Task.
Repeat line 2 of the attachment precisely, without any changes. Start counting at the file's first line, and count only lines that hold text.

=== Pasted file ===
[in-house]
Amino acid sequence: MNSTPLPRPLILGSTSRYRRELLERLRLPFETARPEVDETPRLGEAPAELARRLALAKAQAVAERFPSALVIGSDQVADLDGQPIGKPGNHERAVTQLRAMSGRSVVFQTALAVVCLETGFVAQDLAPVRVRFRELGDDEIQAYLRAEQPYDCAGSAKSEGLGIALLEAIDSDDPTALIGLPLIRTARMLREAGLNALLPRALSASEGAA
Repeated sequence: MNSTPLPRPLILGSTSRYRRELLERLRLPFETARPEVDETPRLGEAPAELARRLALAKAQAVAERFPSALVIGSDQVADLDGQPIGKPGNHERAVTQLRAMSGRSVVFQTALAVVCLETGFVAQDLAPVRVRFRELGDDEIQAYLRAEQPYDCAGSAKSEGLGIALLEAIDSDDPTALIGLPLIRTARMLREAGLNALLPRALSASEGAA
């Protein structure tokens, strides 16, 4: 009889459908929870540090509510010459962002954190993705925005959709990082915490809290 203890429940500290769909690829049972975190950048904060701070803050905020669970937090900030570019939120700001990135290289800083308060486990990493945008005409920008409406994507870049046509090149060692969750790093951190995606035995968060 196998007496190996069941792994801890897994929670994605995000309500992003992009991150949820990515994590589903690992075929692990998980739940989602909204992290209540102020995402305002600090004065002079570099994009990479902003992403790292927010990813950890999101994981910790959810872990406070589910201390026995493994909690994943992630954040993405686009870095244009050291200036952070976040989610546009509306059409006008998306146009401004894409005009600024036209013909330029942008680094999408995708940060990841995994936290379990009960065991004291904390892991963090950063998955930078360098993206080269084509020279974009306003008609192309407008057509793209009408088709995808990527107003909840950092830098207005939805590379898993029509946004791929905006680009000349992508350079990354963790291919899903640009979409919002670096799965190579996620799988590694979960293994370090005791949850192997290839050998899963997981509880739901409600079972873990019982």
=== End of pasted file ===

Amino acid sequence: MNSTPLPRPLILGSTSRYRRELLERLRLPFETARPEVDETPRLGEAPAELARRLALAKAQAVAERFPSALVIGSDQVADLDGQPIGKPGNHERAVTQLRAMSGRSVVFQTALAVVCLETGFVAQDLAPVRVRFRELGDDEIQAYLRAEQPYDCAGSAKSEGLGIALLEAIDSDDPTALIGLPLIRTARMLREAGLNALLPRALSASEGAA